Feline lower urinary tract disease (FLUTD) is the term that replaces FUS, or feline urological syndrome. It describes many urinary tract related symptoms including straining to urinate, blood in the urine, inappropriate urination (out of the litter box), and inability to urinate (blockage). The term does not indicate the causes of the symptoms, which can be numerous. Typically, bladder infection is not the primary reason for FLUTD, but it can occur secondarily. In fact, frequently the underlying cause is speculative or unconfirmed.
More than half of cats with FLUTD under the age of 10 years will have an undetermined cause of their symptoms. Twenty percent may develop bladder stones or urethral blockage. Male cats have a tapering urethra, the tube that carries urine outside of the body. Because it narrows toward the opening, cells and mucous may dam up and form a blockage. This is called a urethral plug, and it is a life threatening emergency. The cat will usually howl or growl in pain while it strains to urinate, but it will be unable to do so or pass tiny drops of blood-tinged urine. Females rarely develop a blockage, but it does occur.
For cats over 10 years old with FLUTD, more than half will have a concurrent bladder infection and some degree of kidney dysfunction. Therefore, while extensive testing for a cause of symptoms may not yield results in younger cats, older cats with FLUTD should be screened for kidney failure.
Idiopathic cystitis describes a chronically inflamed bladder with an unknown cause. Cats may strain, urinate outside of the litter pan, and pass blood. No infection is associated with this condition.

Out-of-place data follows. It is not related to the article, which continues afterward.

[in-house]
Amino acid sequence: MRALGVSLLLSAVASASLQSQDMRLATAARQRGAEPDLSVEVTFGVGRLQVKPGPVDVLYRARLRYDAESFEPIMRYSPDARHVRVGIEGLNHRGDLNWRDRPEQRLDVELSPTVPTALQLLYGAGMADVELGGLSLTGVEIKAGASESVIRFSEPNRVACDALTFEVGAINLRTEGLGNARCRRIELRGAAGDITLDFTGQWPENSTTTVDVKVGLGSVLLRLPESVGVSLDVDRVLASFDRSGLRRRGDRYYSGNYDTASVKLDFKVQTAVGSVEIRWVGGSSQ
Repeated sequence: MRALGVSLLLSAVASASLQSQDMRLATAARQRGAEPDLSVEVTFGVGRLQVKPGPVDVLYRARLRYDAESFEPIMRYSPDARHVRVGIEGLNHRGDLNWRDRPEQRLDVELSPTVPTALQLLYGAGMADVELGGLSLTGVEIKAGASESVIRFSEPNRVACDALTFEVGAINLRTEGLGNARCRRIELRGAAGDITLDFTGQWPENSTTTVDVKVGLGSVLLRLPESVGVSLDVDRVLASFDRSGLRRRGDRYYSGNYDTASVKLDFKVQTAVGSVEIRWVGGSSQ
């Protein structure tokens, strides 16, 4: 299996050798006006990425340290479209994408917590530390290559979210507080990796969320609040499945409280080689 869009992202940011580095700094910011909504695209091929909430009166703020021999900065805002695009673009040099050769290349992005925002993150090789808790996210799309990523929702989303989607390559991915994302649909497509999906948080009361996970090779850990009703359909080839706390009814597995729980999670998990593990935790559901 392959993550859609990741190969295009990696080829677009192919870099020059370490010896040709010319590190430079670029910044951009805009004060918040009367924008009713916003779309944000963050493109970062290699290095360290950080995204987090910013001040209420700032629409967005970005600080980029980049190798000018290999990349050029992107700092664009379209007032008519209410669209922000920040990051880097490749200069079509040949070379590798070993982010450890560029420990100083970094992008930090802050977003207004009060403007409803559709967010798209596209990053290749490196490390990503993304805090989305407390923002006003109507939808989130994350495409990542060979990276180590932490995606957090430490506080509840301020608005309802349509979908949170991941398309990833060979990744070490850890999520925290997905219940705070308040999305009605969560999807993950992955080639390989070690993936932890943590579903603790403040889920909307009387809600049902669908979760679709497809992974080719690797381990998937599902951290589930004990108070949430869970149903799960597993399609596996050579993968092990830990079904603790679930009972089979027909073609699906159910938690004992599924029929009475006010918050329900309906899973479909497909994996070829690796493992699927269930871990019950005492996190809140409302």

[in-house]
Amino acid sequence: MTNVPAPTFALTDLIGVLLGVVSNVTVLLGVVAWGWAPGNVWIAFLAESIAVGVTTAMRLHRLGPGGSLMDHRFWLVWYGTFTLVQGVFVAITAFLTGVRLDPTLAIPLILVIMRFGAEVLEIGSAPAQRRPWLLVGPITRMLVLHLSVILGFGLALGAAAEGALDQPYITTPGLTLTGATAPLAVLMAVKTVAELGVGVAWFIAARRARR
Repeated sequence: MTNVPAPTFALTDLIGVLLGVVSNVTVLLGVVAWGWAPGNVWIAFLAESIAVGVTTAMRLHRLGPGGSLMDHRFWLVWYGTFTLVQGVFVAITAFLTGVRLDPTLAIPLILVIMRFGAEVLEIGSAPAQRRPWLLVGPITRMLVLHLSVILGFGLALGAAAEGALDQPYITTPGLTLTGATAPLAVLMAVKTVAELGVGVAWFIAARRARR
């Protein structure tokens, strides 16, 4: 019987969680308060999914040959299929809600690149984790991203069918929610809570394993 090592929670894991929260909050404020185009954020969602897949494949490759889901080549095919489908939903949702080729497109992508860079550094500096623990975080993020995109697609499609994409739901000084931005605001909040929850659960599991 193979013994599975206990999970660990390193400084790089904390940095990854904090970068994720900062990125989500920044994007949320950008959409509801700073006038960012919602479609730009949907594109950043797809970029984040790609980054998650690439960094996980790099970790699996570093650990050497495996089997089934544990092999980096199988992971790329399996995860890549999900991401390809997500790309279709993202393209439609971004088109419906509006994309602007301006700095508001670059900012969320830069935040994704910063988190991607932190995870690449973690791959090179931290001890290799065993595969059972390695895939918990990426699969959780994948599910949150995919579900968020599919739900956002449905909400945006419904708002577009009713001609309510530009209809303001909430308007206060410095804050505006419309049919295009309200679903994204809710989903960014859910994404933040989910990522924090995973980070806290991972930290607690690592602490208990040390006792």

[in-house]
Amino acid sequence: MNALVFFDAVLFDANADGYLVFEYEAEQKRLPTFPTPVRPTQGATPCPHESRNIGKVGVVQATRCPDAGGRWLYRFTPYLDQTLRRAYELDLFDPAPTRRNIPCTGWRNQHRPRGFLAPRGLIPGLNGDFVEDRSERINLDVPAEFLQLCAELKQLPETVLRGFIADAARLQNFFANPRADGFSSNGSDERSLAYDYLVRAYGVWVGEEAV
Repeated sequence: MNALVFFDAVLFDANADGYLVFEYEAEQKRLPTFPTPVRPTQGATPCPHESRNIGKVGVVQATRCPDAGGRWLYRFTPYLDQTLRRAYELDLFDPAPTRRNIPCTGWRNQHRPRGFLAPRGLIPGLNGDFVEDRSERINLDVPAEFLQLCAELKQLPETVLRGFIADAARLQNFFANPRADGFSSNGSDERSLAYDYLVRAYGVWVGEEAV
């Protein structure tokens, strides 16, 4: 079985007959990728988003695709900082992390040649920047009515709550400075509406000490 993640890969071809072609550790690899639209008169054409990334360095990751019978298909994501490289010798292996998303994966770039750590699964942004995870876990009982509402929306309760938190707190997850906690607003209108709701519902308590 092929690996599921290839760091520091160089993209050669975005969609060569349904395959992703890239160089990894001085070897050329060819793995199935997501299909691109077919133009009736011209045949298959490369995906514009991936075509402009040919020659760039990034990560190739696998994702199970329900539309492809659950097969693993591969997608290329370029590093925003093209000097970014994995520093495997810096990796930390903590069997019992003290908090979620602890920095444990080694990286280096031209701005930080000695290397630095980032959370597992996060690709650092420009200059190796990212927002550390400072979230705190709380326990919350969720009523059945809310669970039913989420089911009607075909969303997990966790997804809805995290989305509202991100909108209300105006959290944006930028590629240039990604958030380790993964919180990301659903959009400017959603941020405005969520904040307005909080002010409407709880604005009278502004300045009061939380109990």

When a cat presents with any of the symptoms listed above, a urinalysis is performed to categorize the type of urinary tract disease. Cells found in the urine sediment can allude to a bacterial infection as a primary or secondary factor. Antibiotics are prescribed any time a large number of white blood cells, the cells that fight infection, are observed. Sometimes, bacteria are obvious under the microscope. In this case, a culture and susceptibility should be run to determine the type of bacteria present and whether it has any antibiotic resistance. Most cats with FLUTD will have a large number of red blood cells present on urinalysis. Blood may be obvious to the owner, or it may be occult, revealed only on microscopic examination. X-rays and/or ultrasound of the urinary tract may be performed on all symptomatic cats to rule out bladder stones. Bladder stones are less common in cats than in dogs, but if they are present, symptoms will not resolve until they are removed surgically or dissolved with special diets. A chemistry panel, blood count, and electrolytes may be checked to discover other illnesses that may contribute to FLUTD.
Treatment for feline lower urinary tract disease depends on what is found during diagnostics. For the cat without infection, antibiotics are pointless. Cats diagnosed with idiopathic cystitis may be started on one or a combination of various medications which may include pain medications, antidepressants, and/or glycosaminoglycans. The exact mechanism by which these drugs work is unclear. Many cats respond well to amitriptyline, a tri-cyclic antidepressant that is given orally once or twice daily.